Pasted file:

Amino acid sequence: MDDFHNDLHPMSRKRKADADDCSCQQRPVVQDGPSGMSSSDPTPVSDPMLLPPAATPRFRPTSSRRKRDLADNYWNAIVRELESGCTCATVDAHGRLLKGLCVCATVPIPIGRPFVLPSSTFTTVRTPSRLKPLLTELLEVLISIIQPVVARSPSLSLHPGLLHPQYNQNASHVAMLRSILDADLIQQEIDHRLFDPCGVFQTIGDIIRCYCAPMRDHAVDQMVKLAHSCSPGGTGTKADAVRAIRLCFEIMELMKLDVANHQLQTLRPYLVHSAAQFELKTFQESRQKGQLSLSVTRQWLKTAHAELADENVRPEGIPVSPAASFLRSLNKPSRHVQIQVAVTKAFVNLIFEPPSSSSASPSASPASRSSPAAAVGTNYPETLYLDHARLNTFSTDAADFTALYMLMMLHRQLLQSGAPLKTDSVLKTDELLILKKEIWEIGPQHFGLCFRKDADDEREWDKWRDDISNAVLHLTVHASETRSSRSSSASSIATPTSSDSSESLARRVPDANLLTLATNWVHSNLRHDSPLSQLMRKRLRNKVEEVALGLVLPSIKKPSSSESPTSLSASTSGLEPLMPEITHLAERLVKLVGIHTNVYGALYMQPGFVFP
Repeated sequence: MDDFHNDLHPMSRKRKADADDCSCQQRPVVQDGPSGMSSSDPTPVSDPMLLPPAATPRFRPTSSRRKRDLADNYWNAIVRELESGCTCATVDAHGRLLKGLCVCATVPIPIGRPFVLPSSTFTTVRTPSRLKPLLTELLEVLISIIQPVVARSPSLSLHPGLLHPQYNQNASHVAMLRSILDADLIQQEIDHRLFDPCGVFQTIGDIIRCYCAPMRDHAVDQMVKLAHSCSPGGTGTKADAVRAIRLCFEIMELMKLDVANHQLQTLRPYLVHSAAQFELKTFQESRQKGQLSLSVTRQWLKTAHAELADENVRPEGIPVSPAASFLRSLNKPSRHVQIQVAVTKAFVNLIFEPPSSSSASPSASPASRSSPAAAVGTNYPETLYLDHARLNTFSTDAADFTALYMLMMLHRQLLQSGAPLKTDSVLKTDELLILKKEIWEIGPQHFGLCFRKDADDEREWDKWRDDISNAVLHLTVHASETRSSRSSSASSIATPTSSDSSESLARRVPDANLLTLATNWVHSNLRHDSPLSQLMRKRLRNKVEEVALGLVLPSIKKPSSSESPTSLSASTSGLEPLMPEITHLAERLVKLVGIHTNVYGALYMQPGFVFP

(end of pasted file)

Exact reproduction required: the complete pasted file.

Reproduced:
Amino acid sequence: MDDFHNDLHPMSRKRKADADDCSCQQRPVVQDGPSGMSSSDPTPVSDPMLLPPAATPRFRPTSSRRKRDLADNYWNAIVRELESGCTCATVDAHGRLLKGLCVCATVPIPIGRPFVLPSSTFTTVRTPSRLKPLLTELLEVLISIIQPVVARSPSLSLHPGLLHPQYNQNASHVAMLRSILDADLIQQEIDHRLFDPCGVFQTIGDIIRCYCAPMRDHAVDQMVKLAHSCSPGGTGTKADAVRAIRLCFEIMELMKLDVANHQLQTLRPYLVHSAAQFELKTFQESRQKGQLSLSVTRQWLKTAHAELADENVRPEGIPVSPAASFLRSLNKPSRHVQIQVAVTKAFVNLIFEPPSSSSASPSASPASRSSPAAAVGTNYPETLYLDHARLNTFSTDAADFTALYMLMMLHRQLLQSGAPLKTDSVLKTDELLILKKEIWEIGPQHFGLCFRKDADDEREWDKWRDDISNAVLHLTVHASETRSSRSSSASSIATPTSSDSSESLARRVPDANLLTLATNWVHSNLRHDSPLSQLMRKRLRNKVEEVALGLVLPSIKKPSSSESPTSLSASTSGLEPLMPEITHLAERLVKLVGIHTNVYGALYMQPGFVFP
Repeated sequence: MDDFHNDLHPMSRKRKADADDCSCQQRPVVQDGPSGMSSSDPTPVSDPMLLPPAATPRFRPTSSRRKRDLADNYWNAIVRELESGCTCATVDAHGRLLKGLCVCATVPIPIGRPFVLPSSTFTTVRTPSRLKPLLTELLEVLISIIQPVVARSPSLSLHPGLLHPQYNQNASHVAMLRSILDADLIQQEIDHRLFDPCGVFQTIGDIIRCYCAPMRDHAVDQMVKLAHSCSPGGTGTKADAVRAIRLCFEIMELMKLDVANHQLQTLRPYLVHSAAQFELKTFQESRQKGQLSLSVTRQWLKTAHAELADENVRPEGIPVSPAASFLRSLNKPSRHVQIQVAVTKAFVNLIFEPPSSSSASPSASPASRSSPAAAVGTNYPETLYLDHARLNTFSTDAADFTALYMLMMLHRQLLQSGAPLKTDSVLKTDELLILKKEIWEIGPQHFGLCFRKDADDEREWDKWRDDISNAVLHLTVHASETRSSRSSSASSIATPTSSDSSESLARRVPDANLLTLATNWVHSNLRHDSPLSQLMRKRLRNKVEEVALGLVLPSIKKPSSSESPTSLSASTSGLEPLMPEITHLAERLVKLVGIHTNVYGALYMQPGFVFP